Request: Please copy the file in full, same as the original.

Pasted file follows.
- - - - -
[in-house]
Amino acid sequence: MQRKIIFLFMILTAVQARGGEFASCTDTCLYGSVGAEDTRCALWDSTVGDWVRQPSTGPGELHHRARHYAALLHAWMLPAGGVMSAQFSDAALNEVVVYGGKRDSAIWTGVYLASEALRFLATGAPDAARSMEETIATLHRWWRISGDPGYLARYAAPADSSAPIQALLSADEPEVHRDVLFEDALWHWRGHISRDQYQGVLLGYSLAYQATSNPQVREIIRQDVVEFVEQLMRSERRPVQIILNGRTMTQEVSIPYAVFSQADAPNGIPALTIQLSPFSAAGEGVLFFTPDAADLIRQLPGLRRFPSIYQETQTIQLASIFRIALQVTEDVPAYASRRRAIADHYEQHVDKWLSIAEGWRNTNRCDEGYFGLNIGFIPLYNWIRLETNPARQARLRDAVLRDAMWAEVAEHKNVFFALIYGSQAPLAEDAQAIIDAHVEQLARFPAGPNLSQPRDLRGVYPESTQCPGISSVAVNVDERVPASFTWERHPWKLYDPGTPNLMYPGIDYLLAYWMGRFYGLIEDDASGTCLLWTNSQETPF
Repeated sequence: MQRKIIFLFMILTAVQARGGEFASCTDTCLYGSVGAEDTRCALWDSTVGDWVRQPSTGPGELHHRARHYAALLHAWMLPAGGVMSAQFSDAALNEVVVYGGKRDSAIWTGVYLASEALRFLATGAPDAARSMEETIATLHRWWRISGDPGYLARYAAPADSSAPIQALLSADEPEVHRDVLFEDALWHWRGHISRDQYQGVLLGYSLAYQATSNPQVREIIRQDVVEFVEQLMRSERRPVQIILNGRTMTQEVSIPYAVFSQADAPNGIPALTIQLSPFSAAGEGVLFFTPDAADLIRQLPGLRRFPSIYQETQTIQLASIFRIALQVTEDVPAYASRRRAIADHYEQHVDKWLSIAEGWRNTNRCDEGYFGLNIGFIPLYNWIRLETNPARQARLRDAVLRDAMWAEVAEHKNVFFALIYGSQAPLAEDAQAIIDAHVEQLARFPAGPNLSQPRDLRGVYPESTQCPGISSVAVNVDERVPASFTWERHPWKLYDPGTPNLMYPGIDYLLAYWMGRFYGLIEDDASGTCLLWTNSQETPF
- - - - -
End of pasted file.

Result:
[in-house]
Amino acid sequence: MQRKIIFLFMILTAVQARGGEFASCTDTCLYGSVGAEDTRCALWDSTVGDWVRQPSTGPGELHHRARHYAALLHAWMLPAGGVMSAQFSDAALNEVVVYGGKRDSAIWTGVYLASEALRFLATGAPDAARSMEETIATLHRWWRISGDPGYLARYAAPADSSAPIQALLSADEPEVHRDVLFEDALWHWRGHISRDQYQGVLLGYSLAYQATSNPQVREIIRQDVVEFVEQLMRSERRPVQIILNGRTMTQEVSIPYAVFSQADAPNGIPALTIQLSPFSAAGEGVLFFTPDAADLIRQLPGLRRFPSIYQETQTIQLASIFRIALQVTEDVPAYASRRRAIADHYEQHVDKWLSIAEGWRNTNRCDEGYFGLNIGFIPLYNWIRLETNPARQARLRDAVLRDAMWAEVAEHKNVFFALIYGSQAPLAEDAQAIIDAHVEQLARFPAGPNLSQPRDLRGVYPESTQCPGISSVAVNVDERVPASFTWERHPWKLYDPGTPNLMYPGIDYLLAYWMGRFYGLIEDDASGTCLLWTNSQETPF
Repeated sequence: MQRKIIFLFMILTAVQARGGEFASCTDTCLYGSVGAEDTRCALWDSTVGDWVRQPSTGPGELHHRARHYAALLHAWMLPAGGVMSAQFSDAALNEVVVYGGKRDSAIWTGVYLASEALRFLATGAPDAARSMEETIATLHRWWRISGDPGYLARYAAPADSSAPIQALLSADEPEVHRDVLFEDALWHWRGHISRDQYQGVLLGYSLAYQATSNPQVREIIRQDVVEFVEQLMRSERRPVQIILNGRTMTQEVSIPYAVFSQADAPNGIPALTIQLSPFSAAGEGVLFFTPDAADLIRQLPGLRRFPSIYQETQTIQLASIFRIALQVTEDVPAYASRRRAIADHYEQHVDKWLSIAEGWRNTNRCDEGYFGLNIGFIPLYNWIRLETNPARQARLRDAVLRDAMWAEVAEHKNVFFALIYGSQAPLAEDAQAIIDAHVEQLARFPAGPNLSQPRDLRGVYPESTQCPGISSVAVNVDERVPASFTWERHPWKLYDPGTPNLMYPGIDYLLAYWMGRFYGLIEDDASGTCLLWTNSQETPF